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Ontario Grain Farmer Magazine is the flagship publication of Grain Farmers of Ontario and a source of information for our province’s grain farmers. 

Farmers needed in fight to save hives


farmers are generally pretty knowledgeable about the birds and the bees. But before you pull the sprayer out this spring, experts want to remind everyone to keep communication a key strategy in your spring playbook.


The plight of the honey bee has made national headlines in recent years and beekeepers continue to face excessive mortalities every spring. It has never been more important for grain farmers to be well educated about honey bee behaviour and conscious of insecticide use on crops. Paul Kozak, Provincial Apiarist with the Ontario Ministry of Agriculture, Food and Rural Affairs, says that the goal isn’t to discourage farmers from spraying at all but it is important to follow simple best management practices whenever possible. When that’s not possible, Kozak says that most beekeepers understand the challenges farmers face in protecting their crops  and can work with some pesticide exposure as long as they’re made aware of spray activities.

“We recognize that grain farmers have to manage their pests,” said Kozak. “It’s all about communication”

defending against v. destructor
Beekeepers understand the challenges of pest control. One of the greatest threats to Ontario honeybees today is a parasitic mite called Varroa destructor. Researchers have shown this aptly named mite is causing huge losses to beekeepers, annihilating entire colonies across the country throughout the winter months.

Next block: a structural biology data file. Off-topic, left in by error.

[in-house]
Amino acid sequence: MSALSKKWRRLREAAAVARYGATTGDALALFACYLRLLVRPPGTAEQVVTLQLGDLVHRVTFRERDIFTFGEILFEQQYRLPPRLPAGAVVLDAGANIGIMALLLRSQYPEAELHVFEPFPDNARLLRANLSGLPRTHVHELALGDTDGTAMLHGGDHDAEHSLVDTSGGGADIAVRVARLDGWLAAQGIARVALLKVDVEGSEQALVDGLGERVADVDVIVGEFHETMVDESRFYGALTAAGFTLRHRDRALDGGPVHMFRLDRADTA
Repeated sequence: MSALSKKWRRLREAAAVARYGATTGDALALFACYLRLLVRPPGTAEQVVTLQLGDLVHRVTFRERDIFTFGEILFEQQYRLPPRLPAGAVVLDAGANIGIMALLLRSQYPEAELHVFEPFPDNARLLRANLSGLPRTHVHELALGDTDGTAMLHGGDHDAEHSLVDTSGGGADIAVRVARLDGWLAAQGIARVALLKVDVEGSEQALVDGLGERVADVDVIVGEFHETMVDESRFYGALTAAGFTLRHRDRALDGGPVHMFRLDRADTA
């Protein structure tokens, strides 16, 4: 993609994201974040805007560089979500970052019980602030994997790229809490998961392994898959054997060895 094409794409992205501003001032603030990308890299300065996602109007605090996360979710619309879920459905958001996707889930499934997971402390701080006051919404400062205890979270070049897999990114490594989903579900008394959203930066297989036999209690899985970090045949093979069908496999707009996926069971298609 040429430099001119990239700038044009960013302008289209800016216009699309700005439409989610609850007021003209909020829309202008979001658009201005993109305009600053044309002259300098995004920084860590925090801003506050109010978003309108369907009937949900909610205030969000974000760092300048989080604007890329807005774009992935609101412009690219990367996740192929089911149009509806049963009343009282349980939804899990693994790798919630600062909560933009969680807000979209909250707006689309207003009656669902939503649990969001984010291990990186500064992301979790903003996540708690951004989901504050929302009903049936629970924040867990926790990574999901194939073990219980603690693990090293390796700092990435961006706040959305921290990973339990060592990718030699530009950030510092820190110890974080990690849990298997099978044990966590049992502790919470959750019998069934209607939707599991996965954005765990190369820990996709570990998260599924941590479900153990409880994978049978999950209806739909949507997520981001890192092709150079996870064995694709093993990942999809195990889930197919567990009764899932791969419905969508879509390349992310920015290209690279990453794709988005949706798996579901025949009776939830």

Dr. Ernesto Guzman, a researcher with the University of Guelph’s School of Environmental Sciences, led a study in 2009 to survey the damage being caused by the mite. Of the 400 colonies they surveyed, Dr. Guzman says they saw 30 percent of the colonies die that year and 85 percent of the mortalities were associated with V. destructor. Because V. destructor is difficult to spot  with the naked eye, it’s hard to physically see the harm being done says Dr. Guzman, but the enormity of the mite is a serious problem for the bees.

“Varroa destructor is as small as a pinhead, invisible to the eye, but it’s huge compared to the relative size of the honey bee,” said Dr. Guzman. “Imagine a tick, the size of your fist or a rat, sucking your blood… you wouldn’t live very long!”

Like rats, these parasites can also carry and transmit diseases as they feed. Dr. Guzman and his team are closely studying the immune systems of bees to understand the role these viruses play in further weakening the strength of the hive. They are testing a number of potential pesticides to help the bees fight back against V. destructor. But the nature of the honey industry and consumer demand means synthetic solutions aren’t viable options. A natural solution offers the best option says Dr. Guzman, giving beekeepers a year-round remedy that won’t contaminate honey in the hive and additionally pose no risk of resistance development.  The team’s progress so far is very encouraging says Dr. Guzman, and he hopes their efforts can help bring a commercial product to the market soon.

“Essential oils of thyme and oregano are showing some promise,” said Dr. Guzman, “but we still need more time to establish formulation recommendations and acquire the information required for registration with the CFIA.”

honey bees as pollinators